The Ghost of Defund Comes for Rashida Tlaib
A prison abolition bill has returned to haunt the ultra-progressive representative.
Among the most important tools in a politician’s toolbox is the ability to dodge an unflattering question. In an interview segment released Monday, Rep. Rashida Tlaib (D-Michigan) offered a textbook case study in how not to do it.
In the interview, Axios’s Jonathan Swan pressed Tlaib on the BREATHE Act, a bill authored by the social-justice coalition Movement for Black Lives and backed by Tlaib and fellow “Squad” member Ayanna Pressley, among others. Swan noted that the proposal would empty federal prisons—home to about 12 percent of prisoners nationwide—within a decade of passage.
Tlaib denied this (“Everyone's like, 'Oh my God, we're going to just release everybody'”), but the bill’s text clearly instructs the federal Bureau of Prisons to cut the prison population in half within five years and attain “complete decarceration” within 10, in addition to “physically closing all federal prisons.” Pressed further, Tlaib hemmed and hawed, insisting that the real problem was providing mental health and drug addiction care, while never quite coming out against freeing thousands of drug traffickers, weapons offenders, and other serious criminals in federal detention.
Tlaib’s awkward performance has prompted (rightful) ridicule on social media. But her obvious discomfort with a bill she endorsed only a year ago reveals an important shift in the political winds. As violent crime has soared, public support for radical proposals like the BREATHE Act has ebbed. That’s left progressive Democrats in an awkward position, unwilling to back down from their beliefs, but aware that they erred in showing their hand so quickly.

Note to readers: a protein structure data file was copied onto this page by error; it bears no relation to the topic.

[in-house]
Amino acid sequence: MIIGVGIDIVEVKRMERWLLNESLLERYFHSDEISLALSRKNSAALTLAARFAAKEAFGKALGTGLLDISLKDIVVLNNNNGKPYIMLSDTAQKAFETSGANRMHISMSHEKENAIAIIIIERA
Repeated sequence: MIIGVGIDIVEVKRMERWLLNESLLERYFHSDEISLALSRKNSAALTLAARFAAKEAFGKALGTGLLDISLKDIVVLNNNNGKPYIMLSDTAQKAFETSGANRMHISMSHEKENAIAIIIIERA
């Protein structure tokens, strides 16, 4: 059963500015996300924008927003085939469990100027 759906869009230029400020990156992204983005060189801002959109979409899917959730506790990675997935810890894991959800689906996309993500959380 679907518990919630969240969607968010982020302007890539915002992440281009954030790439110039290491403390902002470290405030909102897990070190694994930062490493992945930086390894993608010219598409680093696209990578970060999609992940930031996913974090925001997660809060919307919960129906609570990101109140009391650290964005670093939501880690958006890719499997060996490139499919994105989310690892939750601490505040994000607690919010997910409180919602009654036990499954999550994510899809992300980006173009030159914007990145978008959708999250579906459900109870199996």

What is the BREATHE Act, Anyway?
In the aftermath of George Floyd’s death, “police reform” jumped to the top of legislative agendas, and congressional Democrats and Republicans each quickly floated bills. But the then-surging movement to “defund the police,” which explicitly framed itself in opposition to “reform,” insisted that small changes would do little to address the harms of an institution they believed to be racist and destructive beyond repair. This attitude, prevalent in the Democratic party’s progressive wing, halted legislative negotiations, still unresolved as of the time of writing.
The bill, draft text of which was released in September 2020, puts the basic idea of “defunding the police” into legislative language: move money out of law enforcement budgets into less punitive alternatives. In addition to mandating the closure of all federal prisons, the BREATHE Act would end federal funding for policing, slash the defense budget, dramatically curb federal pretrial detention, end mandatory minimums and “three strikes” sentencing laws, and effectively abolish ICE—among other changes. It would in turn expand funding for “preventive, non-carceral, non-punitive” approaches to managing public safety, from “violence interrupters” to increasing transfer spending on housing, health, education, and the like. It also makes policy changes at best tenuously linked to criminal justice, e.g. repealing the Hyde Amendment or implementing a “baby bonds” program.